In other words, if you want to understand a major country, you’ve got to understand its deep past, you’ve got to understand its recent past, you’ve got to understand how the system actually works, and you have to understand the serious technical dimensions of the issues it’s grappling with.  The interplay of these fundamental factors inevitably profoundly affects any country’s goals, fears, and principles, and I believe the LRCCS can provide great value to the extent that it can communicate the importance of that set of factors and provide expertise on each of them.


LRCCS Spotlight: Anne Rebull

Anne Rebull  LRCCS Postdoctoral Fellow

Anne Rebull
LRCCS Postdoctoral Fellow

In this edition of the LRCCS Spotlight Series, I sat down with Anne Rebull, one of four of LRCCS Postdoctoral Fellows for 2017 – 2019.  In the interview, Dr. Rebull talks about improv, cross dressing, and gender norms in traditional Chinese theatre from the modern period.

Interview conducted and edited by Eric Couillard.

Couillard: How did you originally get interested in studying China?

Dr. Rebull: It was a bit of happenstance.  I was playing around with things I hadn’t been exposed to before; and Chinese was one of those things.  But after I had taken one year of Chinese, my school changed the requirements for studying abroad in China so that you only needed one year – originally two years were required.  So I went to China and it was fabulous – that was in 2002.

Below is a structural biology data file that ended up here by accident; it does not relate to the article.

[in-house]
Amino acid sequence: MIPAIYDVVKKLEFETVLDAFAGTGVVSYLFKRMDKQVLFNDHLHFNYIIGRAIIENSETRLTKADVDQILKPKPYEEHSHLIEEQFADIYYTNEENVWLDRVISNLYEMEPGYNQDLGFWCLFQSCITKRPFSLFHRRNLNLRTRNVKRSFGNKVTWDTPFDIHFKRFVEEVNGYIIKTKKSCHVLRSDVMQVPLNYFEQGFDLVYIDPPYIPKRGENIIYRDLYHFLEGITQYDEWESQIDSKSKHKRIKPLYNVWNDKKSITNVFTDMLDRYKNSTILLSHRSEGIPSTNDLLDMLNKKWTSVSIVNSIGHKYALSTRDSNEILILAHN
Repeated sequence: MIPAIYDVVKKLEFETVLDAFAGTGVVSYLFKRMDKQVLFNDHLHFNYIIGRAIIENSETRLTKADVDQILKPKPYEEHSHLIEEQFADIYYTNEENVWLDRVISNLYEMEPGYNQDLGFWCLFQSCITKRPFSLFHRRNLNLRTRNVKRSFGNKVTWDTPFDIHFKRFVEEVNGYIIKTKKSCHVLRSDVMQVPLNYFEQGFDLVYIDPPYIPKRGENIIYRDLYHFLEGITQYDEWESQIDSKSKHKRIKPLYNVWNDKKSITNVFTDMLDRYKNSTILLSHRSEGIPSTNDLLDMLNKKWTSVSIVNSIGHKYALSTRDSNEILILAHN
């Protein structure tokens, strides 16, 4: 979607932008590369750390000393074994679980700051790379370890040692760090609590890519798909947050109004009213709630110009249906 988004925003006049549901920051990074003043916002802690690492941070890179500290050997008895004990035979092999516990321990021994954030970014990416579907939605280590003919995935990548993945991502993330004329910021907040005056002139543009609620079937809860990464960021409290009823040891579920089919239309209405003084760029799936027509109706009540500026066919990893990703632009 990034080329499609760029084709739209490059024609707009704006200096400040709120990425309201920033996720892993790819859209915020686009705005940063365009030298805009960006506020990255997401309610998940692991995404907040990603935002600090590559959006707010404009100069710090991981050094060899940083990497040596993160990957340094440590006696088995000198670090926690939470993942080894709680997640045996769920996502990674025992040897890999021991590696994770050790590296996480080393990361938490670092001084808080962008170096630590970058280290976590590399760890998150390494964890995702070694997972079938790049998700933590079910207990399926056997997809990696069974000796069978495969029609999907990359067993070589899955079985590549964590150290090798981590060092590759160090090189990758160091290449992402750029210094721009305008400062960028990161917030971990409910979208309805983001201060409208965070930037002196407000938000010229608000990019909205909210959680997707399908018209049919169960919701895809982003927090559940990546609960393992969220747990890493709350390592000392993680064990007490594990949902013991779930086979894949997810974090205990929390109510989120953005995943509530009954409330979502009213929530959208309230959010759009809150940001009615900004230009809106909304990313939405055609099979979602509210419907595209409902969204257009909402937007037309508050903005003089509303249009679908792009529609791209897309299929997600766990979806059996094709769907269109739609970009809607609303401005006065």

Couillard: What was your first impression?

Dr. Rebull: It might seem strange, but what sticks out was the smell.  The trees, the wildlife, tea, pollution, construction.  It just all felt so different.

Couillard: And so how did you get interested in modern theatre specifically?

Dr. Rebull: That combined a couple things.  I majored in music, and musical theatre was a component of that.

Couillard: Do you play music?

Dr. Rebull: Yes, I play violin and piano.  But just for fun.  Anyways, when I was applying to grad school, I was trying to find ways to combine music and Asian studies.  When I was at the University of Chicago, they had a very strong program in Chinese theatre studies, especially the early modern period.  So after taking some courses on that topic, I felt like that was a great place for me.  There’s a rich tension between the needs of tradition and modernization.  And that’s a tension that interests me.

Couillard: What interests you about that?

Dr. Rebull: I like how they try to deal with it.  How do they present themselves?  How do they sell it to the outside world?  Some people wanted to describe it as more traditional to be perceived as exotic, but others wanted it to seem modern so it would be perceived as more relevant.

Couillard: What’s the name of what you’re studying in Chinese?  Is it 戏曲 xiqu or 戏剧 xiju?

Dr. Rebull: Both! Xiju is the blanket term for theatre, where Xiqu is the term that gets translated as Chinese opera.  The distinction is recent – in the last sixty years or so.  Before they were interchangeable.

Couillard: Random question – I’ve seen a lot of instances of male actors portraying female characters in traditional Chinese theatre, such as Leslie Cheung’s character in Farewell My Concubine.  At what point did women start portraying themselves?